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American Mineralogist: Journal of Earth and Planetary Materials

Note that each pull-down on the menu above contains specific and important information, including nomenclature, tables, references, CIFs, figures, paper types, and more. Please explore the whole site before submitting your paper -- the tab-based design makes it easy to find what you need instead of scrolling on and on. Alternately, there is a PDF you can download for reference that contains all information. Last updated: 2017-February

Guide to Tables

First and most important, we must have your tables in an electronic (editable) format! Ideally that format is Microsoft Word or Excel, but we'll even take txt or ascii to keep re-keying to a minimum.

Note: If you use Word's "Table" feature or a spreadsheet with individual cells, do NOT enter an entire list of data into one cell. That will necessitate re-keying or re-supply when we go to layout.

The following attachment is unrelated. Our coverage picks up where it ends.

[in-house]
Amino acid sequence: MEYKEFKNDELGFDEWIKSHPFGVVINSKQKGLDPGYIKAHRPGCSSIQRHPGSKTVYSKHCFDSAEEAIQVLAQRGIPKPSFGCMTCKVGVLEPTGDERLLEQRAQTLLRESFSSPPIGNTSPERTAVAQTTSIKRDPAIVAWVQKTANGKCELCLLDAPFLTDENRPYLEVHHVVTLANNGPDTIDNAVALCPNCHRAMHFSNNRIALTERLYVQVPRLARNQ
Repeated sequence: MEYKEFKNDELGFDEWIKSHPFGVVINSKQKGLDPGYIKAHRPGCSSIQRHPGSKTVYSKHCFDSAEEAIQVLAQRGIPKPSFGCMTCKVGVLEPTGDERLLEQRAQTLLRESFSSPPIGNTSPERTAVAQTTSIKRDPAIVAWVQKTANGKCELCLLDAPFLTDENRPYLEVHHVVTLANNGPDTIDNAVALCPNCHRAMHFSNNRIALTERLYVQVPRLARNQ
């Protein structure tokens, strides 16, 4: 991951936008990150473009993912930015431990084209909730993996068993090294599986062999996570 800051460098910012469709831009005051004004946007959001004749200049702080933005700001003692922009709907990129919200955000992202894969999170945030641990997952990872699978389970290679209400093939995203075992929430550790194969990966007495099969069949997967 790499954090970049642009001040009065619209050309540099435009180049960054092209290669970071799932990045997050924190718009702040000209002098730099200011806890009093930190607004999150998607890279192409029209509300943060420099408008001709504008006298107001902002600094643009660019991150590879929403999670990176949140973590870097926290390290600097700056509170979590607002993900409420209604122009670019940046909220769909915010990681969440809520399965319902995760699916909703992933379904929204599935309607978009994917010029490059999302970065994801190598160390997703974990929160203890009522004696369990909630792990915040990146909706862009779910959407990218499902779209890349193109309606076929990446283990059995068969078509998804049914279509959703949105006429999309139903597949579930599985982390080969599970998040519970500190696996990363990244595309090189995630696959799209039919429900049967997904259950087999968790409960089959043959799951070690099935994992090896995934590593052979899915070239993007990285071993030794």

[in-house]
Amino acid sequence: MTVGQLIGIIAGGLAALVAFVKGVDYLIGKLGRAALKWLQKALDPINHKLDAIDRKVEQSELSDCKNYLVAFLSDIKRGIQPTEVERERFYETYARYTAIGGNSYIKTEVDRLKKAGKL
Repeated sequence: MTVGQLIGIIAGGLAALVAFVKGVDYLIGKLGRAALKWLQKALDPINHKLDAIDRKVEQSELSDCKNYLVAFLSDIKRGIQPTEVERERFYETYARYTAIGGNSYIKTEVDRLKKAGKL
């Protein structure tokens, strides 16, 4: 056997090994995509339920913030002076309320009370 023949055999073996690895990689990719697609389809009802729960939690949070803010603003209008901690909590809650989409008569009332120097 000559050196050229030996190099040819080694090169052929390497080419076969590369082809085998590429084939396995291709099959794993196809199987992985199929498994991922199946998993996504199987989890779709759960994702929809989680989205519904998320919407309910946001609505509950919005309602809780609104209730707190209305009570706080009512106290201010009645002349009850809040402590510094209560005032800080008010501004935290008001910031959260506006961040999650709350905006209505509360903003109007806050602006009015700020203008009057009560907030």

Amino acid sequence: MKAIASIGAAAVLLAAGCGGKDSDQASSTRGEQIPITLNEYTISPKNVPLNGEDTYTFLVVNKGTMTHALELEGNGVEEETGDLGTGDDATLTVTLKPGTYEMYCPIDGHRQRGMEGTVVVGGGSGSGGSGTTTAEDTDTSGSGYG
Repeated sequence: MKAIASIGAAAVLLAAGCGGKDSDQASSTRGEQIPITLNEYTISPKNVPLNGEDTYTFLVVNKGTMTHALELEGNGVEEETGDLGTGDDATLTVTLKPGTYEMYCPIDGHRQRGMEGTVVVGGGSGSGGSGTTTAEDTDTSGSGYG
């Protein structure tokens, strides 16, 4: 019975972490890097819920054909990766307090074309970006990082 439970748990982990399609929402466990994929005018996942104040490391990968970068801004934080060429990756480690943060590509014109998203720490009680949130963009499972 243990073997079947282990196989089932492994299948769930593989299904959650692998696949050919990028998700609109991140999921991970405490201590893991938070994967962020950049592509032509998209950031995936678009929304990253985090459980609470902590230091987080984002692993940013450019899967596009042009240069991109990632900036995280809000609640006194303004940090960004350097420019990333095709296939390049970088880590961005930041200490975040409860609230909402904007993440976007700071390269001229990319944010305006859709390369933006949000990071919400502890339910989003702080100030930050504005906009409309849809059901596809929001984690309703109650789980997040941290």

Data should read from left to right, with one value per cell. The table submitted for review should be double spaced if it is short, but not if it is very long. A current issue of the journal will provide examples of approaches to complex tables.

Notes on formatting:

Footnote symbols are used to explain or expand upon data in the table. Am Min style is to use superscript lowercase letters in alphabetical order, as follows (superscript) a,b,c,... They may be doubled and tripled as necessary, but that should be rare since you have 26 letters to start from!

Additional info:

Estimated Standard Deviation

Precision of measurement may be indicated as 1.781 ± 0.002, if 0.002 represents a subjective estimate of the measurement error. Where sufficient data permit calculation of the estimated standard deviation (e.s.d.), indicate it with parentheses e.g., 1.781(2) and 1.781(11) indicate an e.s.d. of 0.002 and 0.011, respectively. Only significant digits shall be given for the observed value, i.e., e.s.d. values in parentheses should be given as single or double digit integers. American Mineralogist as a policy requests that all measured values have to be accompanied by some indication on the uncertainty. Ideally this should be a properly calculated standard uncertainty. Only in exceptional cases, if scarcity of sample or some other special circumstances prohibit any even subjective estimation of an uncertainty, can this rule be waived.